[we'd like to thank Willie Orbison, @twelvethousandmotherfker, for writing this recap for the blog - ed.]
When you think about the fact that this Soul Planet of ours has been around for about four and a half billion years, it’s nothing short of a gosh darn miracle that we’re living in the time of Phish. This wasn’t – and won’t always be – the case. So, perhaps it’s important to remember on nights like this, while we sift and scrutinize, that Phish shows aren’t inevitable. They don’t just happen. They are precious and rare events that deserve to be celebrated for the simple fact that they occur. We could have been living in the time of the ancient Egyptians. Or in the Dark Ages. Or in some future hellscape where the only music is made by computers.
Instead, we’re here. Now. And Phish is on tour. And that is a wonderful thing.
That said, last night’s show was kind of a dud. Which was a bit surprising, considering the momentum that’s been building throughout the early stages of this tour. But as my esteemed colleague @bertoletdown mentioned in his recap of night one, it seemed like this evening was going to go one of two ways: either the band was going to build on what, to my ears, was one of their best-ever LA shows, or they’d play an enjoyable Saturday night rock concert for the hard working people of one of this country’s major metropolitan areas.
What we got was the latter. And while it’s literally pointless to be disappointed with a Phish show, it’s a testament to the greatness of this band that we approach each show with the expectation (assumption?) that our minds will be blown and our lives forever changed by exploding moments of improvisational genius.
But, of course, that’s not always the case. Phish, despite ample evidence to the contrary, are human, and they, like we, are subject to the slings and arrows of outrageous fortune. Shows come together like dreams, like water, from a collective source that can’t ever be explained or understood. The magic, and the joy, is in the mystery. For better or worse, we’re all in this together … and dammit do we love to take a bath.
So, let’s get into it.
The night started in typical Los Angeles fashion with an ungodly amount of traffic. On Shakedown and getting into the venue, lanes were clogged by rubbernecking locals, creepy nitrous hustlers, kangaroo bike cops, and an overwhelmed venue staff whose main job over the course of the two-night run seemed to be getting in the way.
But as far as arenas go, the Forum is actually awesome.
Despite its size, the room feels and plays intimate, which I think stems from simplicity of the architecture. Unlike, say, Madison Square Garden, everything is open. There are no tiers or luxury boxes, no scoreboards or ads. It’s just you, the band, the lights (holy shit, the lights), and the music. As it should be. So, when the band ambles on stage and the crowd’s energy crescendoes into that place where anything seems possible, it’s hard to escape the feeling that everything is indeed right.
Except they played that last night. So, here comes “Julius.” Which, ya know, maybe isn’t the opener I was hoping for, but who cares? We’re here! It’s a unique placement for a fun song with some Los Angeles history. So, by all means, Phish, by all means …
Following it up with “Suzy Greenberg” kept the mood light and upbeat while establishing a kind of “encores for breakfast” theme that, while certainly different, didn’t exactly inspire confidence in what was to come. However, it is pretty funny to play “Suzy” in LA, the land of people who, though artists they may be, geniuses they are not.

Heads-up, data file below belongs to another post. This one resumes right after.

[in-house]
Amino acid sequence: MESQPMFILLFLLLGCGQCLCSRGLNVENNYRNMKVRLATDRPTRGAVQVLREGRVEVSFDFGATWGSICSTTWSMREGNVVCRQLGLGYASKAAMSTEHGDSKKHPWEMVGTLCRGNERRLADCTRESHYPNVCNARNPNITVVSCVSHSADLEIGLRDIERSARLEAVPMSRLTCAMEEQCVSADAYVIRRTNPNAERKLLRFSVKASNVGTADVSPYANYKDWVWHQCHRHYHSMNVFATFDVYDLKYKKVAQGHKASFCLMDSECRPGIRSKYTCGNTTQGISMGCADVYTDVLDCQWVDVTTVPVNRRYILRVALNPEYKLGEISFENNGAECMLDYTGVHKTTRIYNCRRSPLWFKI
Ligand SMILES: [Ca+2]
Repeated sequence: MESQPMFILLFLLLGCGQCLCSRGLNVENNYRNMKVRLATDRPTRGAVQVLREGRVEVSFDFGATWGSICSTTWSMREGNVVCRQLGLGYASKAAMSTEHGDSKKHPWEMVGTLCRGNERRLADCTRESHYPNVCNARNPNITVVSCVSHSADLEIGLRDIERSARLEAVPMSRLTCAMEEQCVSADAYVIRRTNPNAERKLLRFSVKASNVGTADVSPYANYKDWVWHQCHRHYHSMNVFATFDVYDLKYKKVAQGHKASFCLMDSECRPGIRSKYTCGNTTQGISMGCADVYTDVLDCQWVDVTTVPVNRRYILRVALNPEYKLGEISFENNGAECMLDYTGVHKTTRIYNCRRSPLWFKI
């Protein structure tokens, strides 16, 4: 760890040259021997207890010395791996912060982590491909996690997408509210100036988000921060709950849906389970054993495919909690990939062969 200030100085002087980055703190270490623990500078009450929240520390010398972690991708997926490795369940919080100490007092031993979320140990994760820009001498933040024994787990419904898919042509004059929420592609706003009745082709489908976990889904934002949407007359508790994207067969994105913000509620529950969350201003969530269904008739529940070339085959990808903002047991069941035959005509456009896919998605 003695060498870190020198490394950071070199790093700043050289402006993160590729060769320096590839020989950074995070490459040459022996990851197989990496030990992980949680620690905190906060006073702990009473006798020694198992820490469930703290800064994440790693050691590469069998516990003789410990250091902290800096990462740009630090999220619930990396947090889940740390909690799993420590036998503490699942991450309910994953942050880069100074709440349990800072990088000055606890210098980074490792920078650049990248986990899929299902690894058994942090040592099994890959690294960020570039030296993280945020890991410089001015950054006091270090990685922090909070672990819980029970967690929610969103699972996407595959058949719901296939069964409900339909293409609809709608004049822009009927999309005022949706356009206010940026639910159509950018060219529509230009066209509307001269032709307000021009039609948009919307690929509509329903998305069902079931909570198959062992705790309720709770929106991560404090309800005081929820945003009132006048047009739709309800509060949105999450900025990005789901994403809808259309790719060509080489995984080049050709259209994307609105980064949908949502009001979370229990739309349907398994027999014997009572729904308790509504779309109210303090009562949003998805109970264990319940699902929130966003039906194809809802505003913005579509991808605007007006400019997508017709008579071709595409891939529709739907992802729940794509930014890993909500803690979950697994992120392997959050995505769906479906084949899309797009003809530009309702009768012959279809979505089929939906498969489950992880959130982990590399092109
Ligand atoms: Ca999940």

“Suzy” gave way to the tour debut of “Timber Ho!,” which for my money is always welcome. This particular cool mule grooved along nicely, including a sweet “There Is a Mountain” tease at the 3:30 mark before dumping its load at the feet of another tour debut and relative rarity, “Soul Shakedown Party.” A Bob Marley and the Wailers original, “SSP” rarely disappoints, though it tends to reach its fullest potential in Phishdom when used as a flavorful cool down song. Here, the reggae vibes felt a little forced, a little jukebox-y. Though, I’m not complaining.
Now, there are two ways to look at what came next. The quartet of “Kill Devil Falls,” “555,” “Your Pet Cat,” and “Tide Turns” might not be IT in the eyes and ears of Phish fans – in fact, just seeing the names of those four songs in a row might cause people to take a pee break from reading this recap – but you know what? That’s fine. People need to pee.
But another way of looking at it is that these four songs are a testament to the fact that Phish is still a vital, dynamic band. Each one of these songs comes off of a 3.0 album (I’m including Chilling, Thrilling Sounds of the Haunted House in that category), and they each in their own way represent a step the band has taken on their way back from the break-up to the mountaintop of the Baker’s Dozen.
“Kill Devil Falls” speaks to Trey’s recovery, and is the quintessential groaner that we forget actually kicks ass by the end. “555” is one of those catchy, bass-heavy Mike songs that has given him the confidence to be more creatively assertive and, in turn, help shape the way the band jams today. “Your Pet Cat,” along with all of the Chilling, Thrilling songs, to me, represents the wild originality of the band and their unique ability to create their own musical language and universe. That Halloween ‘14 concert was an absolute watershed moment and set us all on the course toward the Baker’s Dozen. And finally, “Tide Turns” is just a lovely little song. Will you have to unmelt your face after hearing it? Um, no. But sometimes it’s good to remember that the tide does turn…